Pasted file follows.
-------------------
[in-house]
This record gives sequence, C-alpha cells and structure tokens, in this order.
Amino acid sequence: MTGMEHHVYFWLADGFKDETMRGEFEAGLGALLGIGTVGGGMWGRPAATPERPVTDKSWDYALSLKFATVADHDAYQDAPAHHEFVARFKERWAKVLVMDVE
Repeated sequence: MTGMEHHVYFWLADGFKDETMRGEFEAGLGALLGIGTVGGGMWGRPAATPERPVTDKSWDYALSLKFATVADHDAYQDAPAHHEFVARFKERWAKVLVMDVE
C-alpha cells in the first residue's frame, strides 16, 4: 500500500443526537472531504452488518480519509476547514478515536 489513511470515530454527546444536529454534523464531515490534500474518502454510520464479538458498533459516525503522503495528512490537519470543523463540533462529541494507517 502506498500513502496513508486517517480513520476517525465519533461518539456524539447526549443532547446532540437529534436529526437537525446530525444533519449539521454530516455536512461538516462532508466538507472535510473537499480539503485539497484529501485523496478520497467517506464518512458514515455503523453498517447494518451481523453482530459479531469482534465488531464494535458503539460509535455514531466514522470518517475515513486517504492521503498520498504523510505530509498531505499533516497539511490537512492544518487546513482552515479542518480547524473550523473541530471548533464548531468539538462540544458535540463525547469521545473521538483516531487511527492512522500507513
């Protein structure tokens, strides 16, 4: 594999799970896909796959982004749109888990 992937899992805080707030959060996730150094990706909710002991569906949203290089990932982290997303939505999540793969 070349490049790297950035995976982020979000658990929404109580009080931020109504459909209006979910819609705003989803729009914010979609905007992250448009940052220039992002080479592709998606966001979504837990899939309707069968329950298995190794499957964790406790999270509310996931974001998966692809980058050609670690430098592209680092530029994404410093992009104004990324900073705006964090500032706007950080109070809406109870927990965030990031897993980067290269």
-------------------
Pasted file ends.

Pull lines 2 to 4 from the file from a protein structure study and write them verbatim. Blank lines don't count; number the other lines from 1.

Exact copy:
This record gives sequence, C-alpha cells and structure tokens, in this order.
Amino acid sequence: MTGMEHHVYFWLADGFKDETMRGEFEAGLGALLGIGTVGGGMWGRPAATPERPVTDKSWDYALSLKFATVADHDAYQDAPAHHEFVARFKERWAKVLVMDVE
Repeated sequence: MTGMEHHVYFWLADGFKDETMRGEFEAGLGALLGIGTVGGGMWGRPAATPERPVTDKSWDYALSLKFATVADHDAYQDAPAHHEFVARFKERWAKVLVMDVE